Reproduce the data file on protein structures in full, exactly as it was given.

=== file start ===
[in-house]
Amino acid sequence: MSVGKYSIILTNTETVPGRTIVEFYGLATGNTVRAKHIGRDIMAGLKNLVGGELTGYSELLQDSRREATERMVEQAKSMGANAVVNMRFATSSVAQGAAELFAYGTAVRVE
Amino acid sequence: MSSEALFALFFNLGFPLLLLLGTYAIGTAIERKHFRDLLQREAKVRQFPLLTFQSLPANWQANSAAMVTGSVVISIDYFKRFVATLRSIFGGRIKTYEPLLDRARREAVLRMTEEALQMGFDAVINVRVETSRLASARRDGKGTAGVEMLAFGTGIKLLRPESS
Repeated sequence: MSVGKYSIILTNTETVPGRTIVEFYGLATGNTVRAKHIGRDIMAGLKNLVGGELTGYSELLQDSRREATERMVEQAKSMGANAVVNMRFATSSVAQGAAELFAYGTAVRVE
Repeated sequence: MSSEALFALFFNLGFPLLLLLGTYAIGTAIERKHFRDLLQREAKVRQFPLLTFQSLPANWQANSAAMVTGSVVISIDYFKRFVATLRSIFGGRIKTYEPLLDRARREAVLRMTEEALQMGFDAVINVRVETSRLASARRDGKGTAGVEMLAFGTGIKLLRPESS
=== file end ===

[in-house]
Amino acid sequence: MSVGKYSIILTNTETVPGRTIVEFYGLATGNTVRAKHIGRDIMAGLKNLVGGELTGYSELLQDSRREATERMVEQAKSMGANAVVNMRFATSSVAQGAAELFAYGTAVRVE
Amino acid sequence: MSSEALFALFFNLGFPLLLLLGTYAIGTAIERKHFRDLLQREAKVRQFPLLTFQSLPANWQANSAAMVTGSVVISIDYFKRFVATLRSIFGGRIKTYEPLLDRARREAVLRMTEEALQMGFDAVINVRVETSRLASARRDGKGTAGVEMLAFGTGIKLLRPESS
Repeated sequence: MSVGKYSIILTNTETVPGRTIVEFYGLATGNTVRAKHIGRDIMAGLKNLVGGELTGYSELLQDSRREATERMVEQAKSMGANAVVNMRFATSSVAQGAAELFAYGTAVRVE
Repeated sequence: MSSEALFALFFNLGFPLLLLLGTYAIGTAIERKHFRDLLQREAKVRQFPLLTFQSLPANWQANSAAMVTGSVVISIDYFKRFVATLRSIFGGRIKTYEPLLDRARREAVLRMTEEALQMGFDAVINVRVETSRLASARRDGKGTAGVEMLAFGTGIKLLRPESS